Wine merchants behave like investment banks in a bubble. They saw their buyers making a lot more than their commission and have become 'investors' themselves, like proprietary trading on Wall Street. Wine merchants nowadays sell wines like investment banks sell gold. The pitch usually starts with money losing value and ending with 'Chinese would buy from you at higher prices.' Overtime they believe their own story and, instead of selling to their clients, hoard themselves.
There are Chinese hoarders, especially from Zhejiang. The land price there has appreciated by about one hundred times in the past decade. Their view towards Lafite is different from other people's. When your main asset has appreciated 100 times, everything else seems cheap to you. Indeed, you may expect everything else to rise that much. Hence you become a speculator in everything else. The land price at home is the main force driving Zhejiang speculators.
Even wine lovers have become hoarders. They used to gather for a glass of fine wine. Now they talk about how much money they are making on their collections over a glass of bad wine.
The statistics on where all the Lafite are kept are impossible to get. My suspicion is that the above three groups account for most of the recent vintages, say, since 2005. The real picture will only come out when the bubble burst. When Bear Stearns and Lehman Brothers went under, the world realized that the banks kept much of the toxic assets at home.
The China factor
'When it goes down a government official's throat, the Lafite bubble just vanishes. No more bubble!' a Wenzhou Lafite hoarder recently responded authoritatively to the Lafite bubble talk.
Whenever an asset defies gravity for so long, millions of pet theories pop up to explain or justify it. In 1989 the explanation for Japan's high stock and property prices was that Japan had found a better economic model. In 2000 too much demand was the popular answer for the unusually high prices for internet stocks. The favorite theory for the high and rising Lafite price is China buying.
When it comes to China, everyone has a theory. China is big and opaque. Anyone can claim to be a China expert. And you can't disprove it. When it comes to a drinkable asset, 1.3 billion people come in especially handy for justifying whatever price. 200 thousand bottles of Lafite a year, 1.3 billion people drinking. Wow!
But why would anyone want to drink something for recreation that is ten times as valuable as silver and may become as valuable as gold in a decade? After all people are hoarding silver and gold? Could hoarding be a better explanation for the Lafite phenomenon? As Lafite begins to deteriorate after a decade or two, hoarding doesn't work forever. Hence, if this is the right explanation, the Lafite phenomenon is just a self-fulfilling bubble.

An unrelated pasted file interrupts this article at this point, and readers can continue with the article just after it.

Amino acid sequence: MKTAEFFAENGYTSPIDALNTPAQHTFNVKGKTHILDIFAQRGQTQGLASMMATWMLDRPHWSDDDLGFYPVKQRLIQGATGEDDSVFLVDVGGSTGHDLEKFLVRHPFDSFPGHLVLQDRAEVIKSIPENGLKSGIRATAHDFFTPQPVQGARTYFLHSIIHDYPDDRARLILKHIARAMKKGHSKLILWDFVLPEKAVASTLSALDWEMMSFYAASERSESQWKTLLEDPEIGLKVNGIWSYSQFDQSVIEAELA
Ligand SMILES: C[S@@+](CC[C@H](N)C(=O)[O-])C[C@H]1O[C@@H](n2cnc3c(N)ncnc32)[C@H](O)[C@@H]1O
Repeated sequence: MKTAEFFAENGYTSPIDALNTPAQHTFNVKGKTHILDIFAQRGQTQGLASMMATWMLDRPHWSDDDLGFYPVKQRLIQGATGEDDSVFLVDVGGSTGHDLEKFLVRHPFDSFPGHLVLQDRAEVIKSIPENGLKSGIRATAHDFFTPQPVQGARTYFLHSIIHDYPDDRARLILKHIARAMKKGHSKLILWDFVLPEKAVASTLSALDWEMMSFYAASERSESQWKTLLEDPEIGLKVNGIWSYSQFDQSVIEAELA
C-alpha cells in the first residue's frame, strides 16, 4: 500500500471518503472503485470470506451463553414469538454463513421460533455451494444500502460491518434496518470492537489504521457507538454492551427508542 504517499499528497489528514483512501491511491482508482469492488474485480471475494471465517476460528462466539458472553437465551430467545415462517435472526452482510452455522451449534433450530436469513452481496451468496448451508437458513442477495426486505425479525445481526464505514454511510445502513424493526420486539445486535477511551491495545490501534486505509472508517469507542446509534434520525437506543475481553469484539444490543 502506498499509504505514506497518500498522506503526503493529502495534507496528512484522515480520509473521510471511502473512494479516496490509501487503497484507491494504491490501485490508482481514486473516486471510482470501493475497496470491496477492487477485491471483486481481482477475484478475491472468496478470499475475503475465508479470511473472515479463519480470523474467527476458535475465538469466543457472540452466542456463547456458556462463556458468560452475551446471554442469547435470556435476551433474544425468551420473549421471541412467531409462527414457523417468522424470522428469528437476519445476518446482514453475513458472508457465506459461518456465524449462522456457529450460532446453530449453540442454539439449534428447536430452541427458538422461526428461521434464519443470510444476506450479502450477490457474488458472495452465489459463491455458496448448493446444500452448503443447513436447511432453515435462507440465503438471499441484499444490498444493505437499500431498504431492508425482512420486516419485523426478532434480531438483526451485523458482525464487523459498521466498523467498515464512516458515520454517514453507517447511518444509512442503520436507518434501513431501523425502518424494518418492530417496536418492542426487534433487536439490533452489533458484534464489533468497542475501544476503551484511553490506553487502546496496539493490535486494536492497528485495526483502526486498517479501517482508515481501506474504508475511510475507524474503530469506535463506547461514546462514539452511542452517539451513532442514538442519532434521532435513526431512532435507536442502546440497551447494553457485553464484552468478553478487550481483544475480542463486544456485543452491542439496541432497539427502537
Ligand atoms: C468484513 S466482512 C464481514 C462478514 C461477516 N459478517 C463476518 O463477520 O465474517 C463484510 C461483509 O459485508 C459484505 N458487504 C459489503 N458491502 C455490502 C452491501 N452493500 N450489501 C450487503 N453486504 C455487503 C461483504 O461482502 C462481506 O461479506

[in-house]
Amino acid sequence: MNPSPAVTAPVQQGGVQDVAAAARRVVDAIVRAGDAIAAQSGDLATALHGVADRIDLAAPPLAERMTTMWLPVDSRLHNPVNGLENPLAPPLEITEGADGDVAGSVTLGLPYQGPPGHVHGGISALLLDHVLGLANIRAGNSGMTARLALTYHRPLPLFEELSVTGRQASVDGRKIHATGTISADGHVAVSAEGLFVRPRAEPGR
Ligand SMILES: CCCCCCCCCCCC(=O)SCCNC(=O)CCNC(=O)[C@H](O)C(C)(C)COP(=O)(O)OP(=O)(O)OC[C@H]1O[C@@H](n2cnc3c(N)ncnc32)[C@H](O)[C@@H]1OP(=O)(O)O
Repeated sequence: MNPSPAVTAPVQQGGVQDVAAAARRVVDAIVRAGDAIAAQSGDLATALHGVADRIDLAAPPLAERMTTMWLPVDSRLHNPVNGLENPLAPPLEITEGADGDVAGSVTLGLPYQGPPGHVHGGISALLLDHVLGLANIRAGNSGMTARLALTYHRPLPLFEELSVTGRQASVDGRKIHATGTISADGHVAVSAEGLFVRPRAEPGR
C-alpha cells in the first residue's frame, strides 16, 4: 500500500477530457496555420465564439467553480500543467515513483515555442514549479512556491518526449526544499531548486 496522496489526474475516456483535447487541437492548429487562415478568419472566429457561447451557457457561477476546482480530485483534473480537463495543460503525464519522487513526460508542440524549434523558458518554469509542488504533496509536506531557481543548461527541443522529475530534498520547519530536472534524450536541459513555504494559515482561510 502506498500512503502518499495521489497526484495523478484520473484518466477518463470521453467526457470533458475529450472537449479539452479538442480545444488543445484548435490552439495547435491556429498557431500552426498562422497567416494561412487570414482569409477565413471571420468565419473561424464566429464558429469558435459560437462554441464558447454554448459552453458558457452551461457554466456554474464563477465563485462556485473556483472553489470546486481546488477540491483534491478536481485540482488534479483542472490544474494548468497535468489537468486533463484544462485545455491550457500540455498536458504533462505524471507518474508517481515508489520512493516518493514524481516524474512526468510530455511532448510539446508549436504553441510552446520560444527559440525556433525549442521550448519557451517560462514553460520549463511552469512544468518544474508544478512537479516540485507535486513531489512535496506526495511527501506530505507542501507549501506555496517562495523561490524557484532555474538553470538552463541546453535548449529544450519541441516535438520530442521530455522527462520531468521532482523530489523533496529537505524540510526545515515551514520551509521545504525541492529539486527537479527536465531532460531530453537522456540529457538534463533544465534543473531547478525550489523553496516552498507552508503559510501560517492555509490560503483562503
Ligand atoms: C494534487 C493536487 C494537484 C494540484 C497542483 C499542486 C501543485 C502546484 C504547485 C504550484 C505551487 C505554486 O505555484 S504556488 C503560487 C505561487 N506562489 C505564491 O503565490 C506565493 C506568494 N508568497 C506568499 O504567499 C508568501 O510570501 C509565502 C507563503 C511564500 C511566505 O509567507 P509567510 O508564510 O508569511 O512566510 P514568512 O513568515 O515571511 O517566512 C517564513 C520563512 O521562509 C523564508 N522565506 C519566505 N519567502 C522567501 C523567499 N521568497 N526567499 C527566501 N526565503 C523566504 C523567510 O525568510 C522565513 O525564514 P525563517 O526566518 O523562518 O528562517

People who know China better will disagree. Chinese are crazy about Lafite. A friend in Guangzhou got a few cases of 2005 Lafite through a friend of mine. A few days back he called for more.
'The leaders drank it.' He complained
When Chinese businessmen treat government officials, Lafite is the choice of alcoholic drink. The popular drinking style is 'fill it up and bottom is up'. Quite a few businessmen have gone burst entertaining government officials this way. Some look for more cost effective strategies.
'After a few cases, I feed them fakes.' a businessman once remarked to me.
It is a high risk strategy. If found out, you may lose more than just business.
Money worship in Chinese culture sometimes manifests itself in money burning. People who become rich overnight in China are called gushers or mushrooms. Some mushrooms are so big that they want to burn money to prove it. One very big mushroom flew in Lafite in oak casks for a dinner.
'Today we drink Lafite like beer.' He announced at the beginning of the dinner.
China factor can backfire
China is the fastest changing country on earth, taste included. Chinese government officials change too. Cognac was the biggest deal for them two decades ago. Sharkfin soup was hot a decade ago. Lafite is today's darling. Who knows what lies down the road.
If I had a lot of Lafite, I would be selling.The whole article is worth reading.